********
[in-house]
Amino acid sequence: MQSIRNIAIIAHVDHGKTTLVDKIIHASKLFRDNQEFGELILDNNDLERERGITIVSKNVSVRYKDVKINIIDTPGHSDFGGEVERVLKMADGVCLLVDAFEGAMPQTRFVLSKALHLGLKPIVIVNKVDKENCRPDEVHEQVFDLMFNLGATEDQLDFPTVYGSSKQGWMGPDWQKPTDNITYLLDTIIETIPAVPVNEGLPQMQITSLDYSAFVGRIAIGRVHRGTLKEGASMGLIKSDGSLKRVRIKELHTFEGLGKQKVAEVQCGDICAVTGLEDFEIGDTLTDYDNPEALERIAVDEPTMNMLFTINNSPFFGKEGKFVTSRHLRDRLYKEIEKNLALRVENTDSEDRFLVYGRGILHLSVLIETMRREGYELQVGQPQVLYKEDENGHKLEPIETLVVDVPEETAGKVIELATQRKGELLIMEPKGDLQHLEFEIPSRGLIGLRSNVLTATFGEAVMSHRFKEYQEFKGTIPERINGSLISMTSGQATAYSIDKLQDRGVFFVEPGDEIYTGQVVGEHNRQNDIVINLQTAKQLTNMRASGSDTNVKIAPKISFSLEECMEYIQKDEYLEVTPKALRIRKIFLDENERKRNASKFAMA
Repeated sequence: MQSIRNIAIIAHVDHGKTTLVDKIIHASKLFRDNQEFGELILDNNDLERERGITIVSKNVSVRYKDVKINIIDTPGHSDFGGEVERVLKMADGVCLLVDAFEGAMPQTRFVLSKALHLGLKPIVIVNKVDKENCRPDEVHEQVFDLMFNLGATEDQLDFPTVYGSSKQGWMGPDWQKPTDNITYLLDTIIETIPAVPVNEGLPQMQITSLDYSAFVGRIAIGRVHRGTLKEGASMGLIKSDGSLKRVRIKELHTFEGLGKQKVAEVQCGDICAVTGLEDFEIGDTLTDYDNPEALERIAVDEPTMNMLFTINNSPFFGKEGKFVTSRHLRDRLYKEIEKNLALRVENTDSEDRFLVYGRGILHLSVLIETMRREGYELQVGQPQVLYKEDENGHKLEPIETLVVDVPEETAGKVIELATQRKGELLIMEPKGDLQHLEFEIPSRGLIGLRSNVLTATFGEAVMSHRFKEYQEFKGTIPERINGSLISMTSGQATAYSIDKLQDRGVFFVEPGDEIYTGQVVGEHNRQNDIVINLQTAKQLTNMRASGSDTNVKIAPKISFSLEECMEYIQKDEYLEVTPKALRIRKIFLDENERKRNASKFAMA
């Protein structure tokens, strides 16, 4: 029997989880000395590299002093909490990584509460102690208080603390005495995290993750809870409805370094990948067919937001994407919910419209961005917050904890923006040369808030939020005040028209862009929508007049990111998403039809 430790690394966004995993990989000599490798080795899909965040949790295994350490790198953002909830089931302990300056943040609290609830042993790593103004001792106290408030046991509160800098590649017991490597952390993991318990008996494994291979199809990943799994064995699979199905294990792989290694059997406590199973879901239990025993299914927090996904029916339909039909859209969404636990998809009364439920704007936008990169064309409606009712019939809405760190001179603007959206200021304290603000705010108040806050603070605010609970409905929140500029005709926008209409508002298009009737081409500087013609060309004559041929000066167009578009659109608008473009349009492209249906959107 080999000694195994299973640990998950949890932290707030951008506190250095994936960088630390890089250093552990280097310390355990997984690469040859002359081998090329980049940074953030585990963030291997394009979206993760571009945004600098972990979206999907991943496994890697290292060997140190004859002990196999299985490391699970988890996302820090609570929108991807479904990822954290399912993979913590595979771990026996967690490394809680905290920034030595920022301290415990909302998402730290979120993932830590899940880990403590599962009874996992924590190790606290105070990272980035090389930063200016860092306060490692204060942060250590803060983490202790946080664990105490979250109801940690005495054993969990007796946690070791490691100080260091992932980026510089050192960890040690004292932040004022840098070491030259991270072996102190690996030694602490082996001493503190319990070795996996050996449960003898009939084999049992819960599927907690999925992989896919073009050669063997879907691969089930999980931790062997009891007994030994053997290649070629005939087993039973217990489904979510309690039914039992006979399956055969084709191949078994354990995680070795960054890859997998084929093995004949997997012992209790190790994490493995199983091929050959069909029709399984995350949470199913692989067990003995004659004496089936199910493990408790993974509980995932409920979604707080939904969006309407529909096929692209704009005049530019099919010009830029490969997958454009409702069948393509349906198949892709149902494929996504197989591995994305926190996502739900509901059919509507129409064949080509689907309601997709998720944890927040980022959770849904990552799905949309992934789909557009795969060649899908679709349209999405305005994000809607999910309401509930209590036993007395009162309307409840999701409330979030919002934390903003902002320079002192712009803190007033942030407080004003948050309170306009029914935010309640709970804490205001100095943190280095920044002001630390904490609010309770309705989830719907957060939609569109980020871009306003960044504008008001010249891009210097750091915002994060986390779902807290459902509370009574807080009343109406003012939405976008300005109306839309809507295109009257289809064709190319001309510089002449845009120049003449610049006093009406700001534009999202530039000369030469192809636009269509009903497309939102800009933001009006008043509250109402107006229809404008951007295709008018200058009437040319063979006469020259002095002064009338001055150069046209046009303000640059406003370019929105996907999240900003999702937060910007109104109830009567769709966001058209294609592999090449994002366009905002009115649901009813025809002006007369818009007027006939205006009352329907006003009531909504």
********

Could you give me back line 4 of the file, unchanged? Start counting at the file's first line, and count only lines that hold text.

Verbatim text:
């Protein structure tokens, strides 16, 4: 029997989880000395590299002093909490990584509460102690208080603390005495995290993750809870409805370094990948067919937001994407919910419209961005917050904890923006040369808030939020005040028209862009929508007049990111998403039809 430790690394966004995993990989000599490798080795899909965040949790295994350490790198953002909830089931302990300056943040609290609830042993790593103004001792106290408030046991509160800098590649017991490597952390993991318990008996494994291979199809990943799994064995699979199905294990792989290694059997406590199973879901239990025993299914927090996904029916339909039909859209969404636990998809009364439920704007936008990169064309409606009712019939809405760190001179603007959206200021304290603000705010108040806050603070605010609970409905929140500029005709926008209409508002298009009737081409500087013609060309004559041929000066167009578009659109608008473009349009492209249906959107 080999000694195994299973640990998950949890932290707030951008506190250095994936960088630390890089250093552990280097310390355990997984690469040859002359081998090329980049940074953030585990963030291997394009979206993760571009945004600098972990979206999907991943496994890697290292060997140190004859002990196999299985490391699970988890996302820090609570929108991807479904990822954290399912993979913590595979771990026996967690490394809680905290920034030595920022301290415990909302998402730290979120993932830590899940880990403590599962009874996992924590190790606290105070990272980035090389930063200016860092306060490692204060942060250590803060983490202790946080664990105490979250109801940690005495054993969990007796946690070791490691100080260091992932980026510089050192960890040690004292932040004022840098070491030259991270072996102190690996030694602490082996001493503190319990070795996996050996449960003898009939084999049992819960599927907690999925992989896919073009050669063997879907691969089930999980931790062997009891007994030994053997290649070629005939087993039973217990489904979510309690039914039992006979399956055969084709191949078994354990995680070795960054890859997998084929093995004949997997012992209790190790994490493995199983091929050959069909029709399984995350949470199913692989067990003995004659004496089936199910493990408790993974509980995932409920979604707080939904969006309407529909096929692209704009005049530019099919010009830029490969997958454009409702069948393509349906198949892709149902494929996504197989591995994305926190996502739900509901059919509507129409064949080509689907309601997709998720944890927040980022959770849904990552799905949309992934789909557009795969060649899908679709349209999405305005994000809607999910309401509930209590036993007395009162309307409840999701409330979030919002934390903003902002320079002192712009803190007033942030407080004003948050309170306009029914935010309640709970804490205001100095943190280095920044002001630390904490609010309770309705989830719907957060939609569109980020871009306003960044504008008001010249891009210097750091915002994060986390779902807290459902509370009574807080009343109406003012939405976008300005109306839309809507295109009257289809064709190319001309510089002449845009120049003449610049006093009406700001534009999202530039000369030469192809636009269509009903497309939102800009933001009006008043509250109402107006229809404008951007295709008018200058009437040319063979006469020259002095002064009338001055150069046209046009303000640059406003370019929105996907999240900003999702937060910007109104109830009567769709966001058209294609592999090449994002366009905002009115649901009813025809002006007369818009007027006939205006009352329907006003009531909504």